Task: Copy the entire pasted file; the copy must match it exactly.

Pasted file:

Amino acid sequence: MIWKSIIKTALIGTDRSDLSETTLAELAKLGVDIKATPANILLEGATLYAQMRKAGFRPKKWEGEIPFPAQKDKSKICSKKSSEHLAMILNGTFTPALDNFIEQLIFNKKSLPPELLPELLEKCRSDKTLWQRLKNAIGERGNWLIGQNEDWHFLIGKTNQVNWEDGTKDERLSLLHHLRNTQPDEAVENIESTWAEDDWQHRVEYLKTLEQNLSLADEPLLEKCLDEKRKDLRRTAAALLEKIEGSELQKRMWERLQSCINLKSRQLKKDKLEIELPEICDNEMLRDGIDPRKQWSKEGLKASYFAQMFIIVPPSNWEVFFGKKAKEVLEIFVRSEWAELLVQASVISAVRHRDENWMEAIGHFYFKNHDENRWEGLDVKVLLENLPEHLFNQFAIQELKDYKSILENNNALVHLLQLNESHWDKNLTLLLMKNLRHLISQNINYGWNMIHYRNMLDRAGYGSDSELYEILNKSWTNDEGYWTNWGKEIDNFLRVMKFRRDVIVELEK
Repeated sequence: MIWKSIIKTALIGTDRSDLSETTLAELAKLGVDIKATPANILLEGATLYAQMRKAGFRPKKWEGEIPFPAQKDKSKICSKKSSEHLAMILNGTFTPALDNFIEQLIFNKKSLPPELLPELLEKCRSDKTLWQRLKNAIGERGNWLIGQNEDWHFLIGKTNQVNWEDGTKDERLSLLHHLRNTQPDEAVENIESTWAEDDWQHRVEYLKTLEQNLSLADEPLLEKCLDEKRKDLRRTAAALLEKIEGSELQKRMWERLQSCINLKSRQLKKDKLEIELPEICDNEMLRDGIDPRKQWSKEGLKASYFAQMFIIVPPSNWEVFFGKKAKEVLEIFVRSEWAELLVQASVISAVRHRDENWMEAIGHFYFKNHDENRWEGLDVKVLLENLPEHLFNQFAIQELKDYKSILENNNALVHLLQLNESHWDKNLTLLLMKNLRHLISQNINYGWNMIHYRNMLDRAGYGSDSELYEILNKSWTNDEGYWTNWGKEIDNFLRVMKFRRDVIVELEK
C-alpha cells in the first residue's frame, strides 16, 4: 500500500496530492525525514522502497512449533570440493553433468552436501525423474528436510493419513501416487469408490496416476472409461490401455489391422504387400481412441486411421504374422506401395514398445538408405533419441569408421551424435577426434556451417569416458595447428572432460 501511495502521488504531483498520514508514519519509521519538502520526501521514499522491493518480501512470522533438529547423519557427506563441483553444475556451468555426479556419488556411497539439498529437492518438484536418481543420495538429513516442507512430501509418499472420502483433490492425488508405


Amino acid sequence: MIWKSIIKTALIGTDRSDLSETTLAELAKLGVDIKATPANILLEGATLYAQMRKAGFRPKKWEGEIPFPAQKDKSKICSKKSSEHLAMILNGTFTPALDNFIEQLIFNKKSLPPELLPELLEKCRSDKTLWQRLKNAIGERGNWLIGQNEDWHFLIGKTNQVNWEDGTKDERLSLLHHLRNTQPDEAVENIESTWAEDDWQHRVEYLKTLEQNLSLADEPLLEKCLDEKRKDLRRTAAALLEKIEGSELQKRMWERLQSCINLKSRQLKKDKLEIELPEICDNEMLRDGIDPRKQWSKEGLKASYFAQMFIIVPPSNWEVFFGKKAKEVLEIFVRSEWAELLVQASVISAVRHRDENWMEAIGHFYFKNHDENRWEGLDVKVLLENLPEHLFNQFAIQELKDYKSILENNNALVHLLQLNESHWDKNLTLLLMKNLRHLISQNINYGWNMIHYRNMLDRAGYGSDSELYEILNKSWTNDEGYWTNWGKEIDNFLRVMKFRRDVIVELEK
Repeated sequence: MIWKSIIKTALIGTDRSDLSETTLAELAKLGVDIKATPANILLEGATLYAQMRKAGFRPKKWEGEIPFPAQKDKSKICSKKSSEHLAMILNGTFTPALDNFIEQLIFNKKSLPPELLPELLEKCRSDKTLWQRLKNAIGERGNWLIGQNEDWHFLIGKTNQVNWEDGTKDERLSLLHHLRNTQPDEAVENIESTWAEDDWQHRVEYLKTLEQNLSLADEPLLEKCLDEKRKDLRRTAAALLEKIEGSELQKRMWERLQSCINLKSRQLKKDKLEIELPEICDNEMLRDGIDPRKQWSKEGLKASYFAQMFIIVPPSNWEVFFGKKAKEVLEIFVRSEWAELLVQASVISAVRHRDENWMEAIGHFYFKNHDENRWEGLDVKVLLENLPEHLFNQFAIQELKDYKSILENNNALVHLLQLNESHWDKNLTLLLMKNLRHLISQNINYGWNMIHYRNMLDRAGYGSDSELYEILNKSWTNDEGYWTNWGKEIDNFLRVMKFRRDVIVELEK
C-alpha cells in the first residue's frame, strides 16, 4: 500500500496530492525525514522502497512449533570440493553433468552436501525423474528436510493419513501416487469408490496416476472409461490401455489391422504387400481412441486411421504374422506401395514398445538408405533419441569408421551424435577426434556451417569416458595447428572432460 501511495502521488504531483498520514508514519519509521519538502520526501521514499522491493518480501512470522533438529547423519557427506563441483553444475556451468555426479556419488556411497539439498529437492518438484536418481543420495538429513516442507512430501509418499472420502483433490492425488508405